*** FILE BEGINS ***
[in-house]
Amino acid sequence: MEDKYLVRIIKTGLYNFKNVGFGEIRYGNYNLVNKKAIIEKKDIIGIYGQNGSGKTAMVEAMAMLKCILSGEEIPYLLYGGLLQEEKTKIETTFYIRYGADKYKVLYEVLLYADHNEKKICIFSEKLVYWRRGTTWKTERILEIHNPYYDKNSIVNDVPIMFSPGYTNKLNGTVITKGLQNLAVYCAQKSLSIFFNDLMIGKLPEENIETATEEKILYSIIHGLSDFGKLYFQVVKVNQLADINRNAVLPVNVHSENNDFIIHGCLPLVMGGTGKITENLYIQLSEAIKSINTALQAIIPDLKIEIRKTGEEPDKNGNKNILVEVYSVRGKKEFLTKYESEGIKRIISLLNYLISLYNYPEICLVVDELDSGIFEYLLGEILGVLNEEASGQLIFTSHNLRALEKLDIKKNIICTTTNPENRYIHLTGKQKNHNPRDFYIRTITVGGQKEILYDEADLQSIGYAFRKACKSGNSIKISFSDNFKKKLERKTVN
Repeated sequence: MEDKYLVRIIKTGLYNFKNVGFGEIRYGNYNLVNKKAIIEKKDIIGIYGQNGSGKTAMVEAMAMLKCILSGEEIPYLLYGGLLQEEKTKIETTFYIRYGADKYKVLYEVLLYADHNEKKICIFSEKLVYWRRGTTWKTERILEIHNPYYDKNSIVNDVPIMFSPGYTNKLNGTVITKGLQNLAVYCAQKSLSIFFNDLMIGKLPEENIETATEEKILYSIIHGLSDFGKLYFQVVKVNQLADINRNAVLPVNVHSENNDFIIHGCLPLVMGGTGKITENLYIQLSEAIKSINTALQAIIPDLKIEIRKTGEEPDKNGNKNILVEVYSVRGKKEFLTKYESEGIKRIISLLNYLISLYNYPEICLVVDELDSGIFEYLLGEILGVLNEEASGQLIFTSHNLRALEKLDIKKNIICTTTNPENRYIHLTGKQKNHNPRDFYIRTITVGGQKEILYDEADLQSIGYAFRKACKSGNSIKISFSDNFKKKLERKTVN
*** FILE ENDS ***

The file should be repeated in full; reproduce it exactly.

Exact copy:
[in-house]
Amino acid sequence: MEDKYLVRIIKTGLYNFKNVGFGEIRYGNYNLVNKKAIIEKKDIIGIYGQNGSGKTAMVEAMAMLKCILSGEEIPYLLYGGLLQEEKTKIETTFYIRYGADKYKVLYEVLLYADHNEKKICIFSEKLVYWRRGTTWKTERILEIHNPYYDKNSIVNDVPIMFSPGYTNKLNGTVITKGLQNLAVYCAQKSLSIFFNDLMIGKLPEENIETATEEKILYSIIHGLSDFGKLYFQVVKVNQLADINRNAVLPVNVHSENNDFIIHGCLPLVMGGTGKITENLYIQLSEAIKSINTALQAIIPDLKIEIRKTGEEPDKNGNKNILVEVYSVRGKKEFLTKYESEGIKRIISLLNYLISLYNYPEICLVVDELDSGIFEYLLGEILGVLNEEASGQLIFTSHNLRALEKLDIKKNIICTTTNPENRYIHLTGKQKNHNPRDFYIRTITVGGQKEILYDEADLQSIGYAFRKACKSGNSIKISFSDNFKKKLERKTVN
Repeated sequence: MEDKYLVRIIKTGLYNFKNVGFGEIRYGNYNLVNKKAIIEKKDIIGIYGQNGSGKTAMVEAMAMLKCILSGEEIPYLLYGGLLQEEKTKIETTFYIRYGADKYKVLYEVLLYADHNEKKICIFSEKLVYWRRGTTWKTERILEIHNPYYDKNSIVNDVPIMFSPGYTNKLNGTVITKGLQNLAVYCAQKSLSIFFNDLMIGKLPEENIETATEEKILYSIIHGLSDFGKLYFQVVKVNQLADINRNAVLPVNVHSENNDFIIHGCLPLVMGGTGKITENLYIQLSEAIKSINTALQAIIPDLKIEIRKTGEEPDKNGNKNILVEVYSVRGKKEFLTKYESEGIKRIISLLNYLISLYNYPEICLVVDELDSGIFEYLLGEILGVLNEEASGQLIFTSHNLRALEKLDIKKNIICTTTNPENRYIHLTGKQKNHNPRDFYIRTITVGGQKEILYDEADLQSIGYAFRKACKSGNSIKISFSDNFKKKLERKTVN